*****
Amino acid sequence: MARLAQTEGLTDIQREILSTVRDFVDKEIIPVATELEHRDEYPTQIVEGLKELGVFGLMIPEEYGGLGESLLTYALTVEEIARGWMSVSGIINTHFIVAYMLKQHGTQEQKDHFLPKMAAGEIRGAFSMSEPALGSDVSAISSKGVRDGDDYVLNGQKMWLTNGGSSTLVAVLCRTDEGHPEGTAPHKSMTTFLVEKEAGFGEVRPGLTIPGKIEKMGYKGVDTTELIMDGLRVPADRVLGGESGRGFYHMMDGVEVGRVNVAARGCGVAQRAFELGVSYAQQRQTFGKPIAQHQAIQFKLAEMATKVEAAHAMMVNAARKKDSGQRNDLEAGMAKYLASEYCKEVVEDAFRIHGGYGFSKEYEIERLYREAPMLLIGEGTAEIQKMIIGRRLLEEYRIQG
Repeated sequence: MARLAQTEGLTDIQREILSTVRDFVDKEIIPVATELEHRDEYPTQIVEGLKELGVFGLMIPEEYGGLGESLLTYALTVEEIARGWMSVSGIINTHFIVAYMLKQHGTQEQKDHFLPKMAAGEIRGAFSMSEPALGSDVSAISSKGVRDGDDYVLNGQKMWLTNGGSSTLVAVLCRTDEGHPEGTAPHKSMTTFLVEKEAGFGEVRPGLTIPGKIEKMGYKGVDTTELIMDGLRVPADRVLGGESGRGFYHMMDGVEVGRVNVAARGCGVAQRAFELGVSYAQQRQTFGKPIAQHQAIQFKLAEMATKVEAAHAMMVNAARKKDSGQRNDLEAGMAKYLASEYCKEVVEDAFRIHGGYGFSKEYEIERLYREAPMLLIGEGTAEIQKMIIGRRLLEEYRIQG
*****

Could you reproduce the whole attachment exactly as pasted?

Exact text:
Amino acid sequence: MARLAQTEGLTDIQREILSTVRDFVDKEIIPVATELEHRDEYPTQIVEGLKELGVFGLMIPEEYGGLGESLLTYALTVEEIARGWMSVSGIINTHFIVAYMLKQHGTQEQKDHFLPKMAAGEIRGAFSMSEPALGSDVSAISSKGVRDGDDYVLNGQKMWLTNGGSSTLVAVLCRTDEGHPEGTAPHKSMTTFLVEKEAGFGEVRPGLTIPGKIEKMGYKGVDTTELIMDGLRVPADRVLGGESGRGFYHMMDGVEVGRVNVAARGCGVAQRAFELGVSYAQQRQTFGKPIAQHQAIQFKLAEMATKVEAAHAMMVNAARKKDSGQRNDLEAGMAKYLASEYCKEVVEDAFRIHGGYGFSKEYEIERLYREAPMLLIGEGTAEIQKMIIGRRLLEEYRIQG
Repeated sequence: MARLAQTEGLTDIQREILSTVRDFVDKEIIPVATELEHRDEYPTQIVEGLKELGVFGLMIPEEYGGLGESLLTYALTVEEIARGWMSVSGIINTHFIVAYMLKQHGTQEQKDHFLPKMAAGEIRGAFSMSEPALGSDVSAISSKGVRDGDDYVLNGQKMWLTNGGSSTLVAVLCRTDEGHPEGTAPHKSMTTFLVEKEAGFGEVRPGLTIPGKIEKMGYKGVDTTELIMDGLRVPADRVLGGESGRGFYHMMDGVEVGRVNVAARGCGVAQRAFELGVSYAQQRQTFGKPIAQHQAIQFKLAEMATKVEAAHAMMVNAARKKDSGQRNDLEAGMAKYLASEYCKEVVEDAFRIHGGYGFSKEYEIERLYREAPMLLIGEGTAEIQKMIIGRRLLEEYRIQG